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Regional patterns and drivers of nitrogen trends in a human-impacted watershed and management implications
  • Qian Zhang,
  • Joel Bostic,
  • Robert Sabo
Qian Zhang
University of Maryland Center for Environmental Science

Corresponding Author:qzhang@chesapeakebay.net

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Joel Bostic
University of Maryland Center for Environmental Science
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Robert Sabo
U.S. Environmental Protection Agency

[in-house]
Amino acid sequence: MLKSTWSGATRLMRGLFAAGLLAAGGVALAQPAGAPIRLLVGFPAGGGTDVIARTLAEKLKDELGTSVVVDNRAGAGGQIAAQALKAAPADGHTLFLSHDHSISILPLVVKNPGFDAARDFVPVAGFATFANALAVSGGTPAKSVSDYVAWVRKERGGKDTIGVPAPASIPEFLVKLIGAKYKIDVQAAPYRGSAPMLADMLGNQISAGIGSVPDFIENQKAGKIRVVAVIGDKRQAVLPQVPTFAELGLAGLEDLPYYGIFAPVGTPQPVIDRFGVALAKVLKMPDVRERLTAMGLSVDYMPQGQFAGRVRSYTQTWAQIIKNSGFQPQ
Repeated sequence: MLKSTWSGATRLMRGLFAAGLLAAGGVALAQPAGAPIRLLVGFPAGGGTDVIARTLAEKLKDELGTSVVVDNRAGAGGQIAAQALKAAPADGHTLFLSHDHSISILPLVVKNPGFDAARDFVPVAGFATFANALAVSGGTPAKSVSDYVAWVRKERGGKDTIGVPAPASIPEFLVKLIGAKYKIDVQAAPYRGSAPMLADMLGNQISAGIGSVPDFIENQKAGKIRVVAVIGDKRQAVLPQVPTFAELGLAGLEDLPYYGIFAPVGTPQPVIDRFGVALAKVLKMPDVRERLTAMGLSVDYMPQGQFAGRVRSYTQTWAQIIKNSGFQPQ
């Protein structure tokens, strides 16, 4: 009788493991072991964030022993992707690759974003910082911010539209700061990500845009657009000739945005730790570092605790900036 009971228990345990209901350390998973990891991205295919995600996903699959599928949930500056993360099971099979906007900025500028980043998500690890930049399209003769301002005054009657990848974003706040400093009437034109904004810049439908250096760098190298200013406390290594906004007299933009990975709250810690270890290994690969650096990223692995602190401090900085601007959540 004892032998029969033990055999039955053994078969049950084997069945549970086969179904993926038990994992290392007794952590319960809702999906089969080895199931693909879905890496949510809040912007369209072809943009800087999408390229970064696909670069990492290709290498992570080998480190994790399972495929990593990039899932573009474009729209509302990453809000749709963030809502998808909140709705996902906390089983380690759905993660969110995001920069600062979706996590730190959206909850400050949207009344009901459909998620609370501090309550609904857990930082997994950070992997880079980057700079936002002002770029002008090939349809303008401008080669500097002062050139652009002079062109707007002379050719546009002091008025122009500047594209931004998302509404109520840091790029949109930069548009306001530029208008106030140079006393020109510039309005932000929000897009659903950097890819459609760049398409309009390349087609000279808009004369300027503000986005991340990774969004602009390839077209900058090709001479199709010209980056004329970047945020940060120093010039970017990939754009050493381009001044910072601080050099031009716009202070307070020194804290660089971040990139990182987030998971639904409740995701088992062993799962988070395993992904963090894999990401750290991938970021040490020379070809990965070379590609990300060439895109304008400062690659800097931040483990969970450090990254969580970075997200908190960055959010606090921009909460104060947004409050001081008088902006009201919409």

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Nutrient enrichment is a major issue to many inland and coastal waterbodies worldwide, including Chesapeake Bay. River water quality integrates the spatial and temporal changes of watersheds and forms the foundation for disentangling the effects of anthropogenic inputs. However, many water-quality studies are focused on limited portions of the watershed or a subset of potential drivers. We demonstrate with the Chesapeake Bay Nontidal Monitoring Network (84 stations) that advanced machine learning approaches – i.e., hierarchical clustering and random forest – can be combined to better understand the regional patterns and drivers of total nitrogen (TN) trends in large monitoring networks. Cluster analysis revealed the regional patterns of short-term TN trends (2007-2018) and categorized the stations to three distinct clusters, namely, V-shape (n = 25), monotonic decline (n = 35), and monotonic increase (n = 26). Random forest models were developed to predict the clusters using watershed characteristics and major N sources, which provided information on regional drivers of TN trends. We show encouraging evidence that improved nutrient management has resulted in declines in agricultural nonpoint sources, which in turn contributed to water quality improvement. Additionally, water-quality improvements are more likely in watersheds underlain by carbonate rocks, reflecting the relatively quick groundwater transport of this terrain. However, TN trends are degrading in forested watersheds, suggesting new sources of N in forests. Finally, TN trends were predicted for the entire Chesapeake Bay watershed at the scale of 979 river segments, providing fine-level information that can facilitate targeted watershed management, especially in unmonitored areas. More generally, this combined use of clustering and classification approaches can be applied to other monitoring networks to address similar questions.